THERE are lots of little things you take for granted when you’re a young person with someone at home who cares. It’s a given that someone will read your school report and attend your parents’ evening. That someone will take pride in your triumphs and help you overcome any setbacks. That someone will enforce boundaries for your safety and comfort you with cuddles.
Children in care cannot take any of this for granted. They may not even take for granted that next week, next month or next year they will be living with the same family. They may not be living with a family at all. They may be in an institution, looked after by staff.
Residential care in modern Scotland is a far cry from the grim institutions of decades past
Think of a children’s home, and what comes to mind? An imposing old building full of dormitory beds, or a family home in a suburban street, with bedrooms decorated by their young residents? Residential care in modern Scotland is a far cry from the grim institutions of decades past – about which we’ll be hearing a lot over the next few years – but there’s are two constants. These homes are run by workers, not mums and dads, and they house some of the most vulnerable young people in our society.
The Scottish Child Abuse Inquiry finally held its first hearing this week after a stormy first 18 months during which it lost not only its original chair but both of its other two panel members amid claims of government interference. It’s little wonder many abuse survivors lack confidence in the whole process, which is looking at abuse of children in care and has two vitally important aims. The first is to provide a “forum for validation” of the experience and testimony of those who were abused, many of whom may have suffered in silence for decades – or, worse still, worked up the courage to speak out only to be disbelieved. The second aim is to make recommendations for law, policy and practice, to ensure such abuse cannot happen again.
The hearing began with unreserved apologies from numerous organisations under whose watch children were abused. Such words cannot, of course, undo the serious harm that has blighted so many lives, but they’re a start.
We have mandatory reporting procedures for those working with children, and a better understanding of warning signs
The child protection landscape has changed significantly since the days when orphaned or abandoned children were sent to homes run by charities or churches that made their own rules and avoided scrutiny. We now have a Care Inspectorate that’s responsible for assessing and grading services, then making recommendations for how they can improve. We have mandatory reporting procedures for those working with children, and a better understanding of warning signs like aggressive outbursts and sexualised behaviour. Staff working in children’s units produce incident logs, receive training in safe restraint methods, and attend child protection case conferences.
But despite all of this change, or perhaps even because of it, something is missing. In a powerful TEDx talk she delivered in Glasgow last year, Laura Beveridge summed it up starkly: “Love is not part of the deal”. She described moving from foster carers to residential accommodation and ultimately, after a suicide attempt, a secure unit. Her physical needs were being met by those employed to look after her, but she felt rejected and unloved. She says committed, caring staff were not allowed to tell her otherwise.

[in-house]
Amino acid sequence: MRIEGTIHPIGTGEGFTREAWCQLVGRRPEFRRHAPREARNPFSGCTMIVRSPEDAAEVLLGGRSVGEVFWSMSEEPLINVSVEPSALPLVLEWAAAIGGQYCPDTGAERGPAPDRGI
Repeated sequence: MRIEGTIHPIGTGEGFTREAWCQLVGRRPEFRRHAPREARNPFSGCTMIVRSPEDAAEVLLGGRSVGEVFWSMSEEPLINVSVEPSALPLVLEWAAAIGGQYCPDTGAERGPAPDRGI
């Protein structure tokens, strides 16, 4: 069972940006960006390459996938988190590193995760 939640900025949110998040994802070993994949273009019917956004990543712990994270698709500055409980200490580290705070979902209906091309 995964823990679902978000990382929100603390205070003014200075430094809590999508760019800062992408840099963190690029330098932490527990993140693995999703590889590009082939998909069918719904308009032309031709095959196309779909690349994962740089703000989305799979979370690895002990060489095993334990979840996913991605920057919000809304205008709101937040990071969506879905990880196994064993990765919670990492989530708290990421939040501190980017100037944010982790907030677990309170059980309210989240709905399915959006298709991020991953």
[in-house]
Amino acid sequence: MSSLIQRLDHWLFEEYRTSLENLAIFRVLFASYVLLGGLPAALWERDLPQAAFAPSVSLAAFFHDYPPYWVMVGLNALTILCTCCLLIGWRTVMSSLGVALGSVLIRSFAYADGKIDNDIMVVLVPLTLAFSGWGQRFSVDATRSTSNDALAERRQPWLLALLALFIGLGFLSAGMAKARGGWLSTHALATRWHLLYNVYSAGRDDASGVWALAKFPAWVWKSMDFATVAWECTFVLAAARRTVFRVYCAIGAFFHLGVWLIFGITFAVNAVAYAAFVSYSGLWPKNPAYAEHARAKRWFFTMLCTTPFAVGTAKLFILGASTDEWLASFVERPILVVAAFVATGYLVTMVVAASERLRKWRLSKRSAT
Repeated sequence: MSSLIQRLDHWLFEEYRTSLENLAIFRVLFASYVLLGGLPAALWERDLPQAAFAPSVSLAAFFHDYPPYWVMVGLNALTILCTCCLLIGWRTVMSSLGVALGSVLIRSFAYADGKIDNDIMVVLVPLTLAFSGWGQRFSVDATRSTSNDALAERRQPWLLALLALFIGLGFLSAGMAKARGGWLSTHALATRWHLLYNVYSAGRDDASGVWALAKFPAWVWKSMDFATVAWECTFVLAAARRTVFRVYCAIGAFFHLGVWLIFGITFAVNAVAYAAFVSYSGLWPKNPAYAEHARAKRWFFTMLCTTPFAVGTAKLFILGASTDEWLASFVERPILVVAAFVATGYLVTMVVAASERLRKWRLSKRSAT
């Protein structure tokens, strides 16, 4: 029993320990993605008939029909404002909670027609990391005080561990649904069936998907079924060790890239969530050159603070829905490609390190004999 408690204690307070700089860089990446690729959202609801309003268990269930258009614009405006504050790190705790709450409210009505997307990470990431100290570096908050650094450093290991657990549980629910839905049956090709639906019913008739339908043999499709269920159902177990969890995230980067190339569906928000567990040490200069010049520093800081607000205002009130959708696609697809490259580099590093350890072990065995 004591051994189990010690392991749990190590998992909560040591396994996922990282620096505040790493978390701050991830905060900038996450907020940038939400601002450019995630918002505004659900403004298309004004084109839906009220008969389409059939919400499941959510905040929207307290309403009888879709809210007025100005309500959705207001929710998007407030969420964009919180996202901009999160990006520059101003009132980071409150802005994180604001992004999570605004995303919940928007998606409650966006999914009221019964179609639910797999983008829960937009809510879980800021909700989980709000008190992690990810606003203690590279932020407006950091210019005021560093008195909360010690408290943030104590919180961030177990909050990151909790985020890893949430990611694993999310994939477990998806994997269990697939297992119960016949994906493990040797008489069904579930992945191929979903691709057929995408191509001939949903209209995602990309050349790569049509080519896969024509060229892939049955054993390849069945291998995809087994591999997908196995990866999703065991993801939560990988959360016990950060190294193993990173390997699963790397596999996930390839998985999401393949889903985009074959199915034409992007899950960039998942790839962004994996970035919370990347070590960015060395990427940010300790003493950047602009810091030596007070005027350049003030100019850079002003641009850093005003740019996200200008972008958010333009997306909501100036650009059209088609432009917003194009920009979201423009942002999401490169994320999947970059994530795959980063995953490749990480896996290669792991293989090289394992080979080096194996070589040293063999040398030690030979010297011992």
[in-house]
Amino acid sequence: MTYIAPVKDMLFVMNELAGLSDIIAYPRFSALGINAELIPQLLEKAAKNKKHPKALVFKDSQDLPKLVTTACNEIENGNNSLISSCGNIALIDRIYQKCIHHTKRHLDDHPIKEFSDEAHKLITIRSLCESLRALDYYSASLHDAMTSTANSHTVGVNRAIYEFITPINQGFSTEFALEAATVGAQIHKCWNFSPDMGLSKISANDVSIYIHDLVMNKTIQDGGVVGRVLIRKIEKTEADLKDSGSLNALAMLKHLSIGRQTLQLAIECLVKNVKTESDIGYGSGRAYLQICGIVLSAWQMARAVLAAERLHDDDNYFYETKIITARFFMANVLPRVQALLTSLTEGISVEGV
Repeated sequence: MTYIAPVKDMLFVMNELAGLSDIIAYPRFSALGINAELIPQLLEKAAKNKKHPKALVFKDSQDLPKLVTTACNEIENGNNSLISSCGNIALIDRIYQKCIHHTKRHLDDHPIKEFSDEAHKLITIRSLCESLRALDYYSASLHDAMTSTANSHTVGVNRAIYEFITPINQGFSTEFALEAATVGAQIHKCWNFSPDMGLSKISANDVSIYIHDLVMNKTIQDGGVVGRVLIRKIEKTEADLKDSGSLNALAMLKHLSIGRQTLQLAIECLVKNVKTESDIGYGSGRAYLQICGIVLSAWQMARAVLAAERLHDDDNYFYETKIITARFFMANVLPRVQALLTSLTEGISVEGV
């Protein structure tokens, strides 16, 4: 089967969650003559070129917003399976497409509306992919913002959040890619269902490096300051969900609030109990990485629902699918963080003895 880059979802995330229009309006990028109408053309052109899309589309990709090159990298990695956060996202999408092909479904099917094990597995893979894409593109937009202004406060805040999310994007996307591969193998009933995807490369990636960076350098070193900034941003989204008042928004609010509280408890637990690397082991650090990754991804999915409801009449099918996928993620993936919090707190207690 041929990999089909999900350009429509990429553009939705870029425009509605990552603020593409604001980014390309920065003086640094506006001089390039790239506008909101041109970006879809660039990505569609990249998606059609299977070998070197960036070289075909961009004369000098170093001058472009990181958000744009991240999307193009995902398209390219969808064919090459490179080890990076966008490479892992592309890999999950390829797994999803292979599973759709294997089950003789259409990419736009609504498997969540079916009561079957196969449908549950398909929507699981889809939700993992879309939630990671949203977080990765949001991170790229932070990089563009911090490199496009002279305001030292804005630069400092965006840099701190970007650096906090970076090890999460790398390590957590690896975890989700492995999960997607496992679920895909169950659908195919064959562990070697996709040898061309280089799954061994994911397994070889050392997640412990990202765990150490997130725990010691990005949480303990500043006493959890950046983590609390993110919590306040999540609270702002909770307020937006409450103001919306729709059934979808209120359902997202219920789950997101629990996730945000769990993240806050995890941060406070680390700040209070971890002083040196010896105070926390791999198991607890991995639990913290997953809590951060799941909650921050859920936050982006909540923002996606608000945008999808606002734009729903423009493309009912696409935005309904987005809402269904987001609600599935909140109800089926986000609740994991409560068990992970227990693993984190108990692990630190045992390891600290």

Nicola Sturgeon has been listening care-experienced people like Laura, and has ordered a “root and branch” review of the system in which their voices will be heard. This isn’t an exercise in tokenism – half of those in the initial discovery group have been “looked-after” themselves. Children in care “need to know they are loved and feel cared for,” the First Minister has said. “This review is not about determining if this can be achieved, but how we create a system that puts love for the children it cares for at its heart.”
We have paradoxical attitudes towards children generally, and children in care in particular
This will not be an easy task, because as a society we have paradoxical attitudes towards children generally, and children in care in particular. On one hand we know they need love if they are to grow into healthy, happy adults – of course we do – but on the other we’ve become more and more suspicious about the motives of the unrelated adults around them. Those who make headlines are generally not the teachers and support workers who encourage and inspire, or the youth group leaders and sports coaches who build up self-esteem and unlock hidden talents. We hear more about predators than positive role models, and more about the red tape of child protection than the positive benefits of volunteering. It will not be surprising if the recommendations of the abuse inquiry are in direct contradiction to those of the care review.
Perhaps those trying to improve the care system will welcome moves such as a the recent designation of two dozen organisations as “corporate parents” with a duty to listen to the “needs, fears and wishes of children and young people” and be proactive in their efforts to meed them. But it may well suggest that a single human being – an adult who truly cares – is worth more to a young person than anything the likes of Creative Scotland or the Scottish Housing Regulator might be able to do.
You cannot legislate for love. But you can try to make sure you don’t legislate against it.
A version of this article first appeared in The National.